Thursday, February 4, 2010

NoSQL GraphDB

I received some constructive criticism regarding my previous blog in NoSQL patterns that I covered only the key/value store but have left out Graph DB.

The Property Graph Model

A property graph is a collection of Nodes and Directed Arcs. Each node represents an entity and has an unique id as well as a Node Type. The Node Type defines a set of metadata that the node has. Each arc represents a unidirectional relationship between two entities and has an Arc Type. The Arc Type defines a set of metadata that the arc has.


General Graph Processing

I found many of the graph algorithms follows a general processing pattern. There are multiple rounds of (sequential) processing iterations. Within each iteration, there are a set of active nodes that perform local processing in parallel. The local processing can modify the node's properties, adding or removing links to other nodes, as well as sending message across links. All message passing are done after the local processing.


This model is similar to the Google Pregel model.

Notice that this model maps well into parallel computing environment where the processing of the set of active node can be spread across multiple processors (or multiple machines in a cluster)

Notice that all messages from all in-coming links are arrived before the link changes within local processing. On the other hand, all message send to all out-going links after the links have changed after the local processing. The term "local processing" means it cannot modify the properties of other nodes or other links.

Because two nodes can simultaneously modify the link in-between them, the following conflicts can happen
  • A node delete a link while other node modifies the link properties.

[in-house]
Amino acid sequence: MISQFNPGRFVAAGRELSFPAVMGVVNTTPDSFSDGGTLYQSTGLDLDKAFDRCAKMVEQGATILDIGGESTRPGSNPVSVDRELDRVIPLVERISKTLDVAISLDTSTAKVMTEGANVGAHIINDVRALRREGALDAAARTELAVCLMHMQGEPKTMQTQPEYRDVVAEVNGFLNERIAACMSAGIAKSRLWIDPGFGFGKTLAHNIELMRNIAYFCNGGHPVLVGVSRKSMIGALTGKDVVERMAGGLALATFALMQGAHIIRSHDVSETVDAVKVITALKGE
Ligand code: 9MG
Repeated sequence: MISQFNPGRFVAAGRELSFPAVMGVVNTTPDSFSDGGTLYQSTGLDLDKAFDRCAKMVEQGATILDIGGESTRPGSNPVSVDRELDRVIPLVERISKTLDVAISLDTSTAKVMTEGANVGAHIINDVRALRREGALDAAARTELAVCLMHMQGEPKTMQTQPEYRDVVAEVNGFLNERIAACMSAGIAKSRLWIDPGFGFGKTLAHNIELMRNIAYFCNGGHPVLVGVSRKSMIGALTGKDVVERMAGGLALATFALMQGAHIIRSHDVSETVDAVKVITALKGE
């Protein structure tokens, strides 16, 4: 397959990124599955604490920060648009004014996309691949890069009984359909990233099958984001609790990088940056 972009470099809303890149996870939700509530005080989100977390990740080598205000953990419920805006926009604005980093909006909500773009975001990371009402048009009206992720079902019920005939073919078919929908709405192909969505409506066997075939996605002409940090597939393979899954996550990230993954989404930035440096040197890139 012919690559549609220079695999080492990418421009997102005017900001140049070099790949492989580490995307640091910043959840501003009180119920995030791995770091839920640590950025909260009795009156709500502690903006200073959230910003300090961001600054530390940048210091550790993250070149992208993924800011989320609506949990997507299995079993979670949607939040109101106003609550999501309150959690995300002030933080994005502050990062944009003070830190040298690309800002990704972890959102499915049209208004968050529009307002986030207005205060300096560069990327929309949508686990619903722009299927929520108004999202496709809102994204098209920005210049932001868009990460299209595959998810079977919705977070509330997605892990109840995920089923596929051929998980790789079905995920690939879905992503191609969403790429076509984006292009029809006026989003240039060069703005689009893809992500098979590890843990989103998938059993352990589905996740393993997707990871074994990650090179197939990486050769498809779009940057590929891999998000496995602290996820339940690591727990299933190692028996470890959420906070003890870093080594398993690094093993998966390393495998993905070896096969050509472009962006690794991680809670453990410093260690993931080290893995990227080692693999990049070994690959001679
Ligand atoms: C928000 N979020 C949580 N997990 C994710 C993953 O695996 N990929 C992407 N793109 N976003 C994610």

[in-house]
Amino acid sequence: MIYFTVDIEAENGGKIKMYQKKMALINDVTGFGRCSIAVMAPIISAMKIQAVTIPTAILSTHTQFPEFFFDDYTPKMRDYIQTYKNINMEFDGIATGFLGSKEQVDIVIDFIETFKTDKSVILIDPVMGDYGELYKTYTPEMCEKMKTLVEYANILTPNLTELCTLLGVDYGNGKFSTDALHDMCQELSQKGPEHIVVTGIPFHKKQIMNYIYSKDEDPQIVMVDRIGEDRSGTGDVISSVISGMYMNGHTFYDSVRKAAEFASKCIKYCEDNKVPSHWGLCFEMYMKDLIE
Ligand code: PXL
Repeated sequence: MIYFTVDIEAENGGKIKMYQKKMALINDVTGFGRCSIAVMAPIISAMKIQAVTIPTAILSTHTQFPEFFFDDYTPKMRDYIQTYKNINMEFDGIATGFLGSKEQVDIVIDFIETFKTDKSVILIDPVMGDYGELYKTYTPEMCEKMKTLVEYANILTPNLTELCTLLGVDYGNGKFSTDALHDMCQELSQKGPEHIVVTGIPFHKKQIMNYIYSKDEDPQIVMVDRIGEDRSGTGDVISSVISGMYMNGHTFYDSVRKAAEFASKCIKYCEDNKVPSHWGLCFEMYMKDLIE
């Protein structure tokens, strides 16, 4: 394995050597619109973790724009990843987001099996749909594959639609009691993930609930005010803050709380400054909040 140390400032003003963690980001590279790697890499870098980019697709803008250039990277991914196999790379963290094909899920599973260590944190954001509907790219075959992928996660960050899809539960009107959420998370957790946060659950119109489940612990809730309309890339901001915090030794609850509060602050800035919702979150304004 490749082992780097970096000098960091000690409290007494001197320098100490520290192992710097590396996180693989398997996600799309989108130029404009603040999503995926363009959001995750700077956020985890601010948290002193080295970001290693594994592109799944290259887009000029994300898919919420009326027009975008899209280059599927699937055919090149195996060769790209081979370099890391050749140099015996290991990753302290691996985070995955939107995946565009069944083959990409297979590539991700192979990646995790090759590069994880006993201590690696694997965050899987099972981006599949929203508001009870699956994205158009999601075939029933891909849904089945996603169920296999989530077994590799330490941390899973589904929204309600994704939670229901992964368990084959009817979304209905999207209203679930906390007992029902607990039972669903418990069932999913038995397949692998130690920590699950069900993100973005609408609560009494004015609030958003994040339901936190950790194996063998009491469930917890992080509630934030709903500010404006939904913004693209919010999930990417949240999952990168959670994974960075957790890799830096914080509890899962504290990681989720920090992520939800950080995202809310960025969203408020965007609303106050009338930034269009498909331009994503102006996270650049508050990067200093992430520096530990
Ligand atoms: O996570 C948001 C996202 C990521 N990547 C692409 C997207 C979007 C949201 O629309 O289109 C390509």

• Both nodes on each side modify the properties of the link in-between
A conflict resolution mechanism needs to be attached to each Arc Type to determine how the conflict should be resolved, either determining who is the winner or how to merge the effects.

Neo4j provide a restricted, single-threaded graph traversal model
  • At each round, the set of active nodes is always a single node
  • The set of active nodes of next round is determined by the traversal policy (breath or depth-first), but is still a single node
  • It offer a callback function to determine whether this node should be included in the result set
Gremlin, on the other hand, provides an interactive graph traversal model where user can step through each iteration. It uses an XPath like syntax to express the navigation.
  • The node is expressed as Node(id, inE, outE, properties)
  • The arc is expressed as Arc(id, type, inV, outV, properties)
As an example, if the graph represents a relationship between 2 types of entities. Person writes Book, then given a person, her co-author can be expressed in the following XPath expression
./outE[@type='write']/inV/inE[@type='write']/outV

Path Algebra

Marko Rodriguez has described of a set of matrix operations when the Graph is represented as adjacency matrix. Graph algorithms can be describe as an algebraic form.

Traverse operation can be expressed as Matrix multiplication. If A is the adjacency matrix of the graph. Then A.A represents connection with path of length = 2.

Similar, Merge operation can be expressed as Matrix addition. For example, (A + A.A + A.A.A) represent connectivity within 3 degree of reach.

In a special case when the graph represents a relationship between 2 types of entities. e.g. if A represents a authoring relationship (person write a book). Then A.(A.transpose()) represents co-author relationship (person co-author with another person).

Marko also introduce a set of Filter operations, (not filter / clip filter /column filter /row filter /vertex filter)

Map Reduce
Depends on the traversal strategies inherit from the graph algorithms, certain algorithms which has higher sequential dependency doesn't fit well into parallel computing. For example, graph algorithms with a breath-first search nature fits better into parallel computing paradigm with those that has a depth-first search nature. On the other hand, perform search at all nodes fits better in parallel computing than perform search at a particular start node.